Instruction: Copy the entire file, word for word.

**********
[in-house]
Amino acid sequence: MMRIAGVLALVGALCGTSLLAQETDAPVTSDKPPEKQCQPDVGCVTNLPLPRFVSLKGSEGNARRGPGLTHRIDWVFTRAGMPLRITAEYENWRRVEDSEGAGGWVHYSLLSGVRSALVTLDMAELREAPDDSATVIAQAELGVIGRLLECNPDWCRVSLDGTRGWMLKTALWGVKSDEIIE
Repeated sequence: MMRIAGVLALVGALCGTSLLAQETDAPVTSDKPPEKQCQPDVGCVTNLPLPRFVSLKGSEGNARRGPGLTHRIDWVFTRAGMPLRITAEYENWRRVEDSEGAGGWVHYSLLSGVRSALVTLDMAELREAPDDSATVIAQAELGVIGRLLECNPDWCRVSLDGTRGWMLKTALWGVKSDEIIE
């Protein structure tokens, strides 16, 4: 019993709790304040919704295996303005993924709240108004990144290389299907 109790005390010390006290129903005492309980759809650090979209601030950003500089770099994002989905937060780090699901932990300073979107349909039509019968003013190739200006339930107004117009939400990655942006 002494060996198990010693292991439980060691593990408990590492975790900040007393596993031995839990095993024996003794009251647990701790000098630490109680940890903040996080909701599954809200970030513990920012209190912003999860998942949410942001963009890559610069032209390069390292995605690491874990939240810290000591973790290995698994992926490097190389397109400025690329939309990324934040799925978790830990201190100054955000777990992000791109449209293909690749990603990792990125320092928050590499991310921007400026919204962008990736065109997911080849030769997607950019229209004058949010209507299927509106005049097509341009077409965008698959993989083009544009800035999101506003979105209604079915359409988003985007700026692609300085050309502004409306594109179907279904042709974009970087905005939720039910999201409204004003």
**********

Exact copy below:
[in-house]
Amino acid sequence: MMRIAGVLALVGALCGTSLLAQETDAPVTSDKPPEKQCQPDVGCVTNLPLPRFVSLKGSEGNARRGPGLTHRIDWVFTRAGMPLRITAEYENWRRVEDSEGAGGWVHYSLLSGVRSALVTLDMAELREAPDDSATVIAQAELGVIGRLLECNPDWCRVSLDGTRGWMLKTALWGVKSDEIIE
Repeated sequence: MMRIAGVLALVGALCGTSLLAQETDAPVTSDKPPEKQCQPDVGCVTNLPLPRFVSLKGSEGNARRGPGLTHRIDWVFTRAGMPLRITAEYENWRRVEDSEGAGGWVHYSLLSGVRSALVTLDMAELREAPDDSATVIAQAELGVIGRLLECNPDWCRVSLDGTRGWMLKTALWGVKSDEIIE
């Protein structure tokens, strides 16, 4: 019993709790304040919704295996303005993924709240108004990144290389299907 109790005390010390006290129903005492309980759809650090979209601030950003500089770099994002989905937060780090699901932990300073979107349909039509019968003013190739200006339930107004117009939400990655942006 002494060996198990010693292991439980060691593990408990590492975790900040007393596993031995839990095993024996003794009251647990701790000098630490109680940890903040996080909701599954809200970030513990920012209190912003999860998942949410942001963009890559610069032209390069390292995605690491874990939240810290000591973790290995698994992926490097190389397109400025690329939309990324934040799925978790830990201190100054955000777990992000791109449209293909690749990603990792990125320092928050590499991310921007400026919204962008990736065109997911080849030769997607950019229209004058949010209507299927509106005049097509341009077409965008698959993989083009544009800035999101506003979105209604079915359409988003985007700026692609300085050309502004409306594109179907279904042709974009970087905005939720039910999201409204004003």